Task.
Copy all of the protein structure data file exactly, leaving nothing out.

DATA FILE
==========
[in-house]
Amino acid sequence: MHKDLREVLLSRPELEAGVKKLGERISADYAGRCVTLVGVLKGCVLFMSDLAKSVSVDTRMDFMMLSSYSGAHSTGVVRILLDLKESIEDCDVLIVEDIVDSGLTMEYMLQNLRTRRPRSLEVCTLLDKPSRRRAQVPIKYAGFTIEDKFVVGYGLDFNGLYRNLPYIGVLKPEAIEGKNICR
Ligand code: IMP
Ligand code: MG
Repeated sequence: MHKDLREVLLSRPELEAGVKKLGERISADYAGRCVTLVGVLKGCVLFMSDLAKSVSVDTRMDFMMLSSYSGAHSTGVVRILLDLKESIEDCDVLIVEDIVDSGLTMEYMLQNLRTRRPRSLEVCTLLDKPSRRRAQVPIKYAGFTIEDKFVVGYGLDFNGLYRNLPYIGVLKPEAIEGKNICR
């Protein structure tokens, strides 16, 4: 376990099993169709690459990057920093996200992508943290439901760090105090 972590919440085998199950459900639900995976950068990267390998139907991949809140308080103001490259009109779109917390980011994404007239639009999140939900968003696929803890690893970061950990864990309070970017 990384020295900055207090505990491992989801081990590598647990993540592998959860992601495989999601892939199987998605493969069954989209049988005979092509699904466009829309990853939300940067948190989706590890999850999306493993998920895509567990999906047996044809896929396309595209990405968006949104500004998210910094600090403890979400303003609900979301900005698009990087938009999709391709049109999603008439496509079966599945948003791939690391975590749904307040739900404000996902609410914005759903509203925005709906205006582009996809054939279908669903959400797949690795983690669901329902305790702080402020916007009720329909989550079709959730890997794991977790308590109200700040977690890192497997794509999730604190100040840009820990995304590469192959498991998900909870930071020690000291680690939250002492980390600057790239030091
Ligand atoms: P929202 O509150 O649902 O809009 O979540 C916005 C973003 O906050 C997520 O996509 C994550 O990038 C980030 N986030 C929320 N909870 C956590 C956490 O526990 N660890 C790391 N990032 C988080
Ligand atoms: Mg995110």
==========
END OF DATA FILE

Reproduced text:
[in-house]
Amino acid sequence: MHKDLREVLLSRPELEAGVKKLGERISADYAGRCVTLVGVLKGCVLFMSDLAKSVSVDTRMDFMMLSSYSGAHSTGVVRILLDLKESIEDCDVLIVEDIVDSGLTMEYMLQNLRTRRPRSLEVCTLLDKPSRRRAQVPIKYAGFTIEDKFVVGYGLDFNGLYRNLPYIGVLKPEAIEGKNICR
Ligand code: IMP
Ligand code: MG
Repeated sequence: MHKDLREVLLSRPELEAGVKKLGERISADYAGRCVTLVGVLKGCVLFMSDLAKSVSVDTRMDFMMLSSYSGAHSTGVVRILLDLKESIEDCDVLIVEDIVDSGLTMEYMLQNLRTRRPRSLEVCTLLDKPSRRRAQVPIKYAGFTIEDKFVVGYGLDFNGLYRNLPYIGVLKPEAIEGKNICR
């Protein structure tokens, strides 16, 4: 376990099993169709690459990057920093996200992508943290439901760090105090 972590919440085998199950459900639900995976950068990267390998139907991949809140308080103001490259009109779109917390980011994404007239639009999140939900968003696929803890690893970061950990864990309070970017 990384020295900055207090505990491992989801081990590598647990993540592998959860992601495989999601892939199987998605493969069954989209049988005979092509699904466009829309990853939300940067948190989706590890999850999306493993998920895509567990999906047996044809896929396309595209990405968006949104500004998210910094600090403890979400303003609900979301900005698009990087938009999709391709049109999603008439496509079966599945948003791939690391975590749904307040739900404000996902609410914005759903509203925005709906205006582009996809054939279908669903959400797949690795983690669901329902305790702080402020916007009720329909989550079709959730890997794991977790308590109200700040977690890192497997794509999730604190100040840009820990995304590469192959498991998900909870930071020690000291680690939250002492980390600057790239030091
Ligand atoms: P929202 O509150 O649902 O809009 O979540 C916005 C973003 O906050 C997520 O996509 C994550 O990038 C980030 N986030 C929320 N909870 C956590 C956490 O526990 N660890 C790391 N990032 C988080
Ligand atoms: Mg995110």